Challenging your students to create and collaborate – and still meet standards.
GUEST COLUMN | by Josh Allen
The tsunami of smartphones, tablets and electronics devices coupled with Wi-Fi in almost every vehicle makes podcasts a hugely attractive option for our young people today.
Kids seem to gravitate towards these kinds of creative tools, so it’s little surprise that podcasting is making a big comeback with our youth and that it’s an instant hit in the classroom.
Exactly how many listen?
A 2017 Edison Research survey (http://www.edisonresearch.com/the-podcast-consumer-2017/) reported that 42 million Americans above the age of 12 listen to podcasts at least on a weekly basis, and monthly listeners are growing up to 24% a year. That’s four times the number that go to the movies every week.
I’m the technology integration specialist at Lewis Central Community School District, a 3,000-student district in Council Bluffs, Iowa. Separately, I’m an avid podcaster and have co-hosted the Dads In Ed (https://dadsined.com/) podcast since 2013. Teachers come to me with content and standards, and I come back to them with the right creative tool.
What creative tools are
Creative ideas are powerful foundations for learning, and we make sure to give kids opportunities to build on these ideas.
Recently, one of our high school English teachers, Molly Petit came to me with an idea to replace the standard two- or three-page written book reflection required in her literature class with a podcast.
“Creative ideas are powerful foundations for learning, and we make sure to give kids opportunities to build on these ideas.”
We’re doing more podcasting now at Lewis Central because they’re easy to work with and the students love making them. Podcasts are an excellent tool for meeting the learning standards, and today’s audio-recording software makes it easy for them to collaborate across multiple devices and operating systems.
Molly’s students were divided into groups according to one of three plays they chose to read: “The Crucible,” “Antigone” or “The Importance of Being Earnest.”
Together, the students listened to several podcasts before beginning their own. I demoed ways in which they could fade in and fade out, make intro music and add other unique elements, and then the kids created an anchor chart that identified the elements in a strong podcast.
What Molly’s students knew
Using the anchor chart as the rubric for the project, Molly’s students knew ahead of time exactly what they needed to include in their 10- to- 15-minute presentations to meet the learning standards. It was an audio report, but because they still had to write and communicate, they could meet the language standards.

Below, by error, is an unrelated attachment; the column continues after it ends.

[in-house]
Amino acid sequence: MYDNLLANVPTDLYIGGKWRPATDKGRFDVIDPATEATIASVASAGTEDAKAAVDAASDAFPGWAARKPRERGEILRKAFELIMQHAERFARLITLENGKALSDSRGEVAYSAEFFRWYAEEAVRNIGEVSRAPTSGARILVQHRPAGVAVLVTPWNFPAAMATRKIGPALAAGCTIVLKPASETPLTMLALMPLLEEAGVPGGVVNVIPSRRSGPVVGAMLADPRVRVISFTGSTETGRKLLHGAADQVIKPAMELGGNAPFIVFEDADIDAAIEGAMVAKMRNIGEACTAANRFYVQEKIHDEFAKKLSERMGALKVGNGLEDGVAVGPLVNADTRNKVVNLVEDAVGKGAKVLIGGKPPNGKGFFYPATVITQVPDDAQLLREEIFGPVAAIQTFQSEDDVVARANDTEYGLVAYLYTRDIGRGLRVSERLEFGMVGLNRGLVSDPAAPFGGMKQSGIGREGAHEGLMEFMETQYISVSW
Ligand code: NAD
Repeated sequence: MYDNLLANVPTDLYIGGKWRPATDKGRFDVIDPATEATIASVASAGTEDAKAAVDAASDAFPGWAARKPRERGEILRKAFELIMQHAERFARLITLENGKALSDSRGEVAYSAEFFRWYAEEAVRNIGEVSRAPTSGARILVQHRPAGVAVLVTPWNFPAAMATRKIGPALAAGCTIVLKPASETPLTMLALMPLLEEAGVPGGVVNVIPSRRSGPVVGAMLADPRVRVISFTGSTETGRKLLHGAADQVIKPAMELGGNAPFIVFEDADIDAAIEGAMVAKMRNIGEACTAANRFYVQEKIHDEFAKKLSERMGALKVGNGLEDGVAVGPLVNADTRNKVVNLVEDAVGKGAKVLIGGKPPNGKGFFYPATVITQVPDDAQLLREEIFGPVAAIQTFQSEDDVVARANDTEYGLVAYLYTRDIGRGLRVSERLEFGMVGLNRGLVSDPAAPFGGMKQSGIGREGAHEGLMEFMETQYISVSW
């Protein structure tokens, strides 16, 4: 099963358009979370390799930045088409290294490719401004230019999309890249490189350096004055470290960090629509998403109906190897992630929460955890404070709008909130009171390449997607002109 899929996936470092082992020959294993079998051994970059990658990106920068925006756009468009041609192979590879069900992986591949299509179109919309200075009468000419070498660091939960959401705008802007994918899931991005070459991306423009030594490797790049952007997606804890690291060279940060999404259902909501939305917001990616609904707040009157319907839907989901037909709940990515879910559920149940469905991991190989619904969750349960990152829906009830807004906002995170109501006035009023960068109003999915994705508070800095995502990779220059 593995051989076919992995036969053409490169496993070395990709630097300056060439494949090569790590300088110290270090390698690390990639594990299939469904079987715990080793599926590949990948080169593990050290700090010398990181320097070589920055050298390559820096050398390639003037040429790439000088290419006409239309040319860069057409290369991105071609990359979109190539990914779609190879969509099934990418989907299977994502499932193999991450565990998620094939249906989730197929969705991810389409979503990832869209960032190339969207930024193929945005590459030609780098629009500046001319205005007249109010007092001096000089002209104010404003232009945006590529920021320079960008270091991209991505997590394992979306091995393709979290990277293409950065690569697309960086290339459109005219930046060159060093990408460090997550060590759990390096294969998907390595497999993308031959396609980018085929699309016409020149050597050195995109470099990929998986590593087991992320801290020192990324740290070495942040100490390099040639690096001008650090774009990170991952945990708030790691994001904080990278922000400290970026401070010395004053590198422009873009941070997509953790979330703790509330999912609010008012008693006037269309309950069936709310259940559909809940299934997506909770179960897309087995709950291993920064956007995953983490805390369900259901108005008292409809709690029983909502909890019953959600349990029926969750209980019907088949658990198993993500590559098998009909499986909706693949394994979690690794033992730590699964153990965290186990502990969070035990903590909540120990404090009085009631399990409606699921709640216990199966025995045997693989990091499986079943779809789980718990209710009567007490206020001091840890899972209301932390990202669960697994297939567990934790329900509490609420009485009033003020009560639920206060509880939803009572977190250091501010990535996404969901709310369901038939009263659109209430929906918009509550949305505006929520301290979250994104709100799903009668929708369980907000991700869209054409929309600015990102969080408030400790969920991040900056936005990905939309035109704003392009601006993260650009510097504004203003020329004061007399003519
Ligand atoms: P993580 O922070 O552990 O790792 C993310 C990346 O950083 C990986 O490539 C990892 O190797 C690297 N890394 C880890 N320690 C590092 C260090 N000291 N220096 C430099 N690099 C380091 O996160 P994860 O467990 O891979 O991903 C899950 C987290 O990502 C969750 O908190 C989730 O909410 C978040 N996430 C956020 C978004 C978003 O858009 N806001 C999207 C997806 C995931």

“This project hit heavily on speaking and listening standards, in particular being able to have a creative conversation, and to build off of each other’s ideas, form an argument and have a debate,” Molly says.
“As part of their reading literature standard, they also had to cite quotes and use text evidence within their podcast. That was a big part of their rubric.”
We’re a GSuite for EDU school (https://edu.google.com/k-12-solutions/g-suite/) and one of the more effective audio-recording technologies I found for classroom podcasting is Soundtrap (https://www.soundtrap.com/).
It’s an online collaborative recording studio that accommodates Android, iOS, Chromebook, Mac and Windows. It’s easier to use and the kids can use it across phones, tablets and laptops.
Cross-platform integration is an important feature for our district because so many students bring in their own devices. As an added benefit, they can collaborate on their projects from home—on their own time.
6 tips to get your podcast going
Here are a few tips for getting a podcasting project off the ground:
1. Ask the kids what they’re interested in. Participation will be greater if they’re part of the selection process.
2. Keep it simple. Look for tools that easily integrate with what you’re already doing. If you’re a Google Suite for EDU school, find tools that let you sign in with your Google account. Same thing if you’re an Office 365 school.
3. Think convenience. Many companies are seeing the value of a single sign‑on where the kids can use the district account instead of creating separate ones.
4. Tap new sources. Almost every state has an International Society for Technology Education (ISTE) affiliate. Attend one of their conferences. Access their resources, which are filled with good tips.
5. Stay open. Ask your neighbors what they’re doing, even if it’s not the same grade level. I remember, as a fourth-grade teacher, hearing a music teacher talk about teaching notes and chords using a “pizza” method. It became a fantastic way for me to do fractions in my math classroom.
6. Create a rubric. What are the objectives of the podcast? What standards must we meet? Do we need a draft? How can I assess the standards on a worksheet?
A final push for podcasting
Podcasts push students to collaborate in authentic ways and to have academically rigorous conversations around text. They’re easy to create and consume, and they give kids a platform for driving their own education.
Josh Allen is a Technology Integration Specialist at Lewis Central Community School District, a 3,000-student district in Council Bluffs, Iowa. He’s also co-host of Dads in Ed, a parenting podcast. Write to: